/ 17 September 2021

The Mediterranean sea of plastic

Italian Fisherman Recycle Plastic From The Sea
Every year, 488 kilotonne (kt) of plastic pollutes the environment in the country, contributing to air pollution through open burning (275 kt), land pollution (145 kt) and aquatic (freshwater and marine) pollution (68 kt). Photo: Laura Lezza/Getty Images

Plastic packaging and discarded fishing nets bob in the tranquil waters of the Mediterranean, signs of the choking pollution that stirred strong feelings at the world conservation congress in the French port city Marseille last week. 

“The Mediterranean is the most beautiful sea in the world … and one of the most polluted,” said Danielle Milon, vice-president of the Calanques National Park on the edge of the city, where the International Union for Conservation of Nature (IUCN) held its congress. 

Although the quantity of rubbish in the sea is well documented — the IUCN released a report last year entitled Mare Plasticum — it is driving alarm among countries whose economies rely on tourists

At the opening of the IUCN congress, Greek Prime Minister Kyriakos Mitsotakis and French President Emmanuel Macron pledged to greatly increase the size of conservation areas off their Mediterranean coasts. “Marine protected areas must no longer be paper parks but must have defined conservation measures,” Mitsotakis said. “We must promote sustainable tourism [and] put biodiversity at the heart of tourist coastal planning.”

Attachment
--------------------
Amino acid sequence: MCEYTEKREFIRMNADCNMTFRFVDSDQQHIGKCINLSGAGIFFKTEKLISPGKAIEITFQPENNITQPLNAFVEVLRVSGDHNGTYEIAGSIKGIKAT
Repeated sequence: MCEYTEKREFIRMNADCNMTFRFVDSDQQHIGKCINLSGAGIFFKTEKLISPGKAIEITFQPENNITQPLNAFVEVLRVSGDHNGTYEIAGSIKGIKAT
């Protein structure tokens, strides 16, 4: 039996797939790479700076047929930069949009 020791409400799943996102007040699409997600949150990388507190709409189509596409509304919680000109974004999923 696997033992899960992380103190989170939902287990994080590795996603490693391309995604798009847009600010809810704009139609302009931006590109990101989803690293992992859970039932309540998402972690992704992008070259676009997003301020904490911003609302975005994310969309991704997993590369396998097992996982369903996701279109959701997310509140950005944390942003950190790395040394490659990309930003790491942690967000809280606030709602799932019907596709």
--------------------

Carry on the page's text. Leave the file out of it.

The main types of plastic pollution in the almost closed sea are packaging and fishing debris, said Francois Galgani, of Ifremer, a top marine research centre in France.

“Turtles confuse the packaging with jellyfish and in some areas in the Mediterranean 80% of turtles have ingested plastic,” he said. 

And nets can kill long after the fishing boats leave them behind. Plastic waste can alter life cycles and the floating debris can transport some species far from their habitats. “A Noah’s ark”, said Galgani, adding that there are “no other examples of species transport of this magnitude”. 

To change the situation, everyone needs to play their part, said Philippos Drousiotis, head of the Cyprus sustainable tourism initiative. “I was in the tourism trade and very much liked the idea of being sustainable [but] environmentalists didn’t care about people,” he said, adding that he was driven by economic realism. 

With initiatives such as the “keep our sand and sea plastic free” project, his organisation tries to steer tour organisers, boat rental firms and hotels to stop using single use plastics. It has also installed fountains on beaches to make it easier for holidaymakers to not use plastic bottles.

“The solutions are on land and not at sea,” said Romy Hentinger, of the Tara Ocean Foundation.

It is also necessary to increase knowledge of the sources of pollution and how it circulates. The Tara Oceans schooner led an expedition in 2019 to trace plastic pollution in the major European rivers. 

Nathalie van den Broeck, oceanographer and vice-president of Surfrider Europe, said “80% of waste on beaches and in the seas comes from rivers”. 

The French NGO has also launched a study using artificial intelligence to find waste in images taken on mobile phones by citizen scientists. Volunteers have travelled along the Rhine, which crosses six countries. Mercedes Munoz Canas, of the IUCN Centre for Mediterranean Cooperation, wants to bring in business interests. “We must build a community,” she said. — AFP